was awarded the MacArthur Fellowship in 1996, and last year he received both the John W. Gardner Award for independence — from Independent Sector and Heinz Award for Public Policy in recognition of his work to improve the economic outlook for many Americans — of many of America’s poorer citizens.
And as I understand it, we’re going to — I’m now turning the program over to Mark, if I’m not mistaken. Mark, welcome. (Applause.)
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President Barack Obama: Thank you, everybody. Please, have a seat. Thank you very much. Thank you to Mark and Bob and to Peter. It is wonderful to see the Speaker here. And we’ve got our — I don’t see Harry here, but we’ve got Dick Durbin in his stead. Mitch, thank you for being here. John Boehner, to all the congressional leadership, thank you.
My administration came into office one month ago in the depths of an economic crisis unlike any that we’ve seen in generations. And we recognized that we needed to act boldly, decisively and quickly — and that is precisely what we did.
Within our first 30 days in office, we passed the most sweeping economic recovery package in history to create or save 3.5 million new jobs, provide relief to struggling families, and lay the foundation for long-term growth and prosperity. And I had an opportunity to talk to the nation’s governors today — both Republicans and Democrats have ideas about how they are going to use that money to make sure that people are put back to work and that we can stem some of the job loss that’s taking place.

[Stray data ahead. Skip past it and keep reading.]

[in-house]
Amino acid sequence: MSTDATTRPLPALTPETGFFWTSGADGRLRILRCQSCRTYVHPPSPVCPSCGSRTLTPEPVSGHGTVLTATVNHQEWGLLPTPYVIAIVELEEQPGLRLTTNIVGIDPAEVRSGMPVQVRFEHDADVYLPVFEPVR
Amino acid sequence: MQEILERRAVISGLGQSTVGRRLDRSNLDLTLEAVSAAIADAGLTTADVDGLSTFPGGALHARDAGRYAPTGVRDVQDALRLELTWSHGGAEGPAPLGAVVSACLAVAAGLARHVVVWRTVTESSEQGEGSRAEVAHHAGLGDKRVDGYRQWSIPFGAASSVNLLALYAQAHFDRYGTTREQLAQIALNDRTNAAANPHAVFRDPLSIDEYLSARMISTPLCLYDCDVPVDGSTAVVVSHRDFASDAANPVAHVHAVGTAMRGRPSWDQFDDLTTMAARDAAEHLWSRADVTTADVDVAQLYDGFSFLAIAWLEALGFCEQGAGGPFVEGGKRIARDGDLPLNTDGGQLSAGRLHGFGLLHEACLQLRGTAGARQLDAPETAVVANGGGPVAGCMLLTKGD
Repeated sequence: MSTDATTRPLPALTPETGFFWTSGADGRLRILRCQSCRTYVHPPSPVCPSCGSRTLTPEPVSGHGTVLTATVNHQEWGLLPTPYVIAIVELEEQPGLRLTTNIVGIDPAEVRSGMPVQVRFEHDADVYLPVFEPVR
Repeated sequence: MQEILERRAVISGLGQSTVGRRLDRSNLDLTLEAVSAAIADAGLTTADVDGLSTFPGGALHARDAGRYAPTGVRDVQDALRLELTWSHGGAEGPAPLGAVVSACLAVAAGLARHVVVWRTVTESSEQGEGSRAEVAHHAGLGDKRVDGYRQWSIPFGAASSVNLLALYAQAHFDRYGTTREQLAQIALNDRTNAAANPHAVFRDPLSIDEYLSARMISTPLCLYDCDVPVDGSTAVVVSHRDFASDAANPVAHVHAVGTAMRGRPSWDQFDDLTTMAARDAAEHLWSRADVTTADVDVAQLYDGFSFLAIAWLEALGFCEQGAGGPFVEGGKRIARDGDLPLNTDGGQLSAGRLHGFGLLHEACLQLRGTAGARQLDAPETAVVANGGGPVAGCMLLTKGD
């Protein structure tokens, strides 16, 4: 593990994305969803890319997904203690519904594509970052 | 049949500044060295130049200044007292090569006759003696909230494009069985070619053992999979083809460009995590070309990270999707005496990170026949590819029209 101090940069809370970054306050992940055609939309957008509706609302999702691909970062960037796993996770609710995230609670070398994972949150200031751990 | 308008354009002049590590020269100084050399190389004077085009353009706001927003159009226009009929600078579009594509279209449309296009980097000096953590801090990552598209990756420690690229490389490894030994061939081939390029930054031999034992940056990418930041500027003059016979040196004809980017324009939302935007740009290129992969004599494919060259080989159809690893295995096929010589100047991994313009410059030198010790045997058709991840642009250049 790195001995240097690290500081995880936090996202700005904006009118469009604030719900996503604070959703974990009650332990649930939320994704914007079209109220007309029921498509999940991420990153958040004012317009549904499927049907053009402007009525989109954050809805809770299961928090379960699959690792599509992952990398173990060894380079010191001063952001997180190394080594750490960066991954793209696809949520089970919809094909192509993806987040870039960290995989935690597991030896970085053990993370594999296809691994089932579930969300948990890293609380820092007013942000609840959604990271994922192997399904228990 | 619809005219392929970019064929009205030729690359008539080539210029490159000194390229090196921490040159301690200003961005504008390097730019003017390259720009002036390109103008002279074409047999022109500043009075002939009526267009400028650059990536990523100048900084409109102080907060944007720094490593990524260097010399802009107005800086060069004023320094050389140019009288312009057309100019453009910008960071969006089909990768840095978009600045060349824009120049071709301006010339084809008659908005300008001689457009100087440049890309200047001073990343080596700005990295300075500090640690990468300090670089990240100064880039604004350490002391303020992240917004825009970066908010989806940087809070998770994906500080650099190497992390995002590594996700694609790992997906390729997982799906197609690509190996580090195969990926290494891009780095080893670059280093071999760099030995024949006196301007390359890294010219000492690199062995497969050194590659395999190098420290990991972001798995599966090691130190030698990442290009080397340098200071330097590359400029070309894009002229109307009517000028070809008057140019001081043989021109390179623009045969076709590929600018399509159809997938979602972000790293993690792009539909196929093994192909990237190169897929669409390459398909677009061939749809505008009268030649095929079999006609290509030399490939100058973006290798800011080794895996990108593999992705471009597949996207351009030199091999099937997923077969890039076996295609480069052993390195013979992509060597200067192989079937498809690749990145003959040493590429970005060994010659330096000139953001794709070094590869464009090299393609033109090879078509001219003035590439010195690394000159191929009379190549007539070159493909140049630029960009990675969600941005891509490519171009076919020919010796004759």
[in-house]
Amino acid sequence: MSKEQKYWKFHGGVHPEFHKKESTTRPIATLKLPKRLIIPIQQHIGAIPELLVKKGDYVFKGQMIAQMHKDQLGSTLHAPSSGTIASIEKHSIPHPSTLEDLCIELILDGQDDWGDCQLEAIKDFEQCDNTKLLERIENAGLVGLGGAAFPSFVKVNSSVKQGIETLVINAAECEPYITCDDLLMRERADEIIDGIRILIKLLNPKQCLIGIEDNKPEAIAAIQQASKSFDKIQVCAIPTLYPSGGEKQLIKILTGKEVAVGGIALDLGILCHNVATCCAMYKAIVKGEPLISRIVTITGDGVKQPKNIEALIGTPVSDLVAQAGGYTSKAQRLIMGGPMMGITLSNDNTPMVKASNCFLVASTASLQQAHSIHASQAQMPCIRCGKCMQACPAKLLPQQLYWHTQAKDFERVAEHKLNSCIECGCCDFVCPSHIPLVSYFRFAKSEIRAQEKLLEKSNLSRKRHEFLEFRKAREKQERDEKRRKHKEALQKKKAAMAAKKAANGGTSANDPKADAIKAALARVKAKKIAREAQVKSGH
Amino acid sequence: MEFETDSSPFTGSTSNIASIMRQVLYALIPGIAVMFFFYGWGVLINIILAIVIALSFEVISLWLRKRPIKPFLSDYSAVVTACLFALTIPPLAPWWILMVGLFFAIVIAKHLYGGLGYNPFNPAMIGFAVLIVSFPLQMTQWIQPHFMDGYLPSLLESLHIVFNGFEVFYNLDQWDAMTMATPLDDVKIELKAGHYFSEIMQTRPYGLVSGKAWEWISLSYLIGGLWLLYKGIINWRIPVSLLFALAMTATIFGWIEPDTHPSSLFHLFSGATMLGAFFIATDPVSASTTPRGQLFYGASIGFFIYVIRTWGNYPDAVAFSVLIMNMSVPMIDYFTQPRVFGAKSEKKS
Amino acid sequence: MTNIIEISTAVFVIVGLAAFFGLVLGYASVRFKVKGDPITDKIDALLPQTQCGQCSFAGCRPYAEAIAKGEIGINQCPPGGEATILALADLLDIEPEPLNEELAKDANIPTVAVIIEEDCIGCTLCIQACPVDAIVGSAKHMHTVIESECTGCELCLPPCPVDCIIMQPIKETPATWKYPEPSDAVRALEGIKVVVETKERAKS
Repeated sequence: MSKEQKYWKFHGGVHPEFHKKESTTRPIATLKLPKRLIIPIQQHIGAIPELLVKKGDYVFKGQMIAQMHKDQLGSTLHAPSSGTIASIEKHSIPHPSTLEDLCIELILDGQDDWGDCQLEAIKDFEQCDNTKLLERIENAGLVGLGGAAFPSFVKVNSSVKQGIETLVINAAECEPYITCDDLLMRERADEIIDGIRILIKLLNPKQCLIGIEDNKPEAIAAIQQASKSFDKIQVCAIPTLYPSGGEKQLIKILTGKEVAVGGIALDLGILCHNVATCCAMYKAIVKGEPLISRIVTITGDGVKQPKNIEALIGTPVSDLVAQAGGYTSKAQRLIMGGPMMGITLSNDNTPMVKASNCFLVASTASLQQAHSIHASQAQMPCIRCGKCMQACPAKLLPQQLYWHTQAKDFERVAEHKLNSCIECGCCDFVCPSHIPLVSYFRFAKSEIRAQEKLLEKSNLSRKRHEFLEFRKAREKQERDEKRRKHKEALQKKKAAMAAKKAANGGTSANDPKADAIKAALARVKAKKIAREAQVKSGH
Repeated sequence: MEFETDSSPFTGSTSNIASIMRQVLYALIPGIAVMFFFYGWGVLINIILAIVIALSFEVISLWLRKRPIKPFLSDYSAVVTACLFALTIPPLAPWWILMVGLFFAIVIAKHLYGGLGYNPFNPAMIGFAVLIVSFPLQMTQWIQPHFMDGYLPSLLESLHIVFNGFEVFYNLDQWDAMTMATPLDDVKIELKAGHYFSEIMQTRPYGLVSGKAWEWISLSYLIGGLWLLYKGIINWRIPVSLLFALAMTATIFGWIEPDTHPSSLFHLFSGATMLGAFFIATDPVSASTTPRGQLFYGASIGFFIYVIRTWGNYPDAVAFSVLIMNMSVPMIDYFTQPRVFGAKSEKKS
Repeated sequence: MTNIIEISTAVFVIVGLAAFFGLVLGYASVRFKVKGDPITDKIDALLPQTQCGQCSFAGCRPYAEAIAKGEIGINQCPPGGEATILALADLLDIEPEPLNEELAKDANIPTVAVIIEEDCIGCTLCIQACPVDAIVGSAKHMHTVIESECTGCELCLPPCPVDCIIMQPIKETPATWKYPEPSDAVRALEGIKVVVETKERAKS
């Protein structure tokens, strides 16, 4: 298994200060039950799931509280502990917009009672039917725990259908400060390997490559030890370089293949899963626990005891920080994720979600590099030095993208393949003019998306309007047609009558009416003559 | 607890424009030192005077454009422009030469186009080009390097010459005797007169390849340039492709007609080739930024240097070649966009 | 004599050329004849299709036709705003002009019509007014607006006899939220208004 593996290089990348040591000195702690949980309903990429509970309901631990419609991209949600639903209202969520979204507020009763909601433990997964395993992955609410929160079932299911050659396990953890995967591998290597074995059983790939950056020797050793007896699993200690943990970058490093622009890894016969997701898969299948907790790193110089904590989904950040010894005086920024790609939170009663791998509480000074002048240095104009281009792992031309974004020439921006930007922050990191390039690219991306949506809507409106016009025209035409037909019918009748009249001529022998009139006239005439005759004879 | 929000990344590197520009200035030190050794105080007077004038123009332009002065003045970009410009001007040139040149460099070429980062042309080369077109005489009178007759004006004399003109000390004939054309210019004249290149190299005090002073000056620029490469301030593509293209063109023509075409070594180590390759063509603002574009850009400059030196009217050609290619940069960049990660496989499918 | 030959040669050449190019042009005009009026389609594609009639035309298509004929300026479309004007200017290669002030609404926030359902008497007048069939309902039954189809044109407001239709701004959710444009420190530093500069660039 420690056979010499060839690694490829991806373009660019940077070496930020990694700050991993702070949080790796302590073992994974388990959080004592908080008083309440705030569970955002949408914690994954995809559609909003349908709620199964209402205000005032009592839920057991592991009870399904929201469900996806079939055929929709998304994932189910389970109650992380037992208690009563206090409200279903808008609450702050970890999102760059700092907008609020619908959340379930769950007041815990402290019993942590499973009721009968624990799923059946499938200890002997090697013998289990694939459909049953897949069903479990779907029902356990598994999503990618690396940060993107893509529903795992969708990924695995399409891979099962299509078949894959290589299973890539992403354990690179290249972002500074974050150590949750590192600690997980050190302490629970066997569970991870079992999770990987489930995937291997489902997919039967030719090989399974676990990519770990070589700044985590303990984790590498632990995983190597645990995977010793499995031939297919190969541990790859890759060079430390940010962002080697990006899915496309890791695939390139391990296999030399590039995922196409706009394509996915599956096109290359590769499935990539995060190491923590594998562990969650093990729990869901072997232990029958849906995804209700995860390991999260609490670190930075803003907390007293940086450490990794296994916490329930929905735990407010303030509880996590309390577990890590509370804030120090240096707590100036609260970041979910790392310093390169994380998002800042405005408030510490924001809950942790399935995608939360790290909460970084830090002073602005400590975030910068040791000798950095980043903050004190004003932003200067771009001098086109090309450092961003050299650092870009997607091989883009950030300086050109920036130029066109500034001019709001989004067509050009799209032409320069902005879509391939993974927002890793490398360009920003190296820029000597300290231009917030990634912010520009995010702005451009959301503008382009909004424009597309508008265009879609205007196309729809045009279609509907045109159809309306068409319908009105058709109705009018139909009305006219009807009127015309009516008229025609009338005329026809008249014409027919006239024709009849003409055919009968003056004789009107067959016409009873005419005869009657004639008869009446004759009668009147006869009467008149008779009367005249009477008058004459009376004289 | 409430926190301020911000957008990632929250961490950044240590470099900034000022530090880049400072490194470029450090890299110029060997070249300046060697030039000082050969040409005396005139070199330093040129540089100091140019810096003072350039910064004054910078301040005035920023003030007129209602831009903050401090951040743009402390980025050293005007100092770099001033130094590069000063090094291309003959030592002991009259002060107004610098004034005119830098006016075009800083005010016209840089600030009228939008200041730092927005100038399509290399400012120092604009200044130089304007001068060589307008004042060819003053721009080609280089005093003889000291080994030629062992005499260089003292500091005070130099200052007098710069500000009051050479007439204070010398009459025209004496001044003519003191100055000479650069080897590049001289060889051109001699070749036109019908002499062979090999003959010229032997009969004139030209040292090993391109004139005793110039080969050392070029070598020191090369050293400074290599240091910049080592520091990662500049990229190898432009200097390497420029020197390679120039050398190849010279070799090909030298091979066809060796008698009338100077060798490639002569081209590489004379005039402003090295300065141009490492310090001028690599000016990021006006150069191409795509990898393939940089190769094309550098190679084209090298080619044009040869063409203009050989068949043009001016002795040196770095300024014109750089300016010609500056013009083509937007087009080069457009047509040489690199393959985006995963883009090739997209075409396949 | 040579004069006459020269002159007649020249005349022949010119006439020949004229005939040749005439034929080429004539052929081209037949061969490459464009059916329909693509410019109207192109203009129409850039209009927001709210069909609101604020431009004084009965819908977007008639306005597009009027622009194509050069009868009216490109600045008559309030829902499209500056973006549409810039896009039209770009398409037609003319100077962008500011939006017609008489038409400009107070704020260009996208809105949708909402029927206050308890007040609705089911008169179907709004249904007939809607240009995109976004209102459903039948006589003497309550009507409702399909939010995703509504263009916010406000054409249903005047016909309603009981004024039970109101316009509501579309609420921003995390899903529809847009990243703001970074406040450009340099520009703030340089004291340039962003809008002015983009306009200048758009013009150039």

I also laid out my housing plan to break the cycle of falling home values and rising foreclosures that has devastated so many communities. And we put forth a Financial Stability Plan to start shoring up our banks, so we can free up credit and jumpstart lending and restore confidence in our financial system.
These are all extraordinary — but necessary — measures to address this economic emergency, and as has already been noted, they will come at a cost. This administration has inherited a $1.3 trillion deficit — the largest in our nation’s history — and our investments to rescue our economy will add to that deficit in the short term. We also have long-term challenges — health care, energy, education and others — that we can no longer afford to ignore.
But I want to be very clear, if the message was not effectively delivered by the three previous speakers: We cannot, and will not, sustain deficits like these without end. Contrary to the prevailing wisdom in Washington these past few years, we cannot simply spend as we please and defer the consequences to the next budget, the next administration, or the next generation.
We are paying the price for these deficits right now. In 2008 alone, we paid $250 billion in interest on our debt — one in every 10 taxpayer dollars. That is more than three times what we spent on education that year; more than seven times what we spent on VA health care.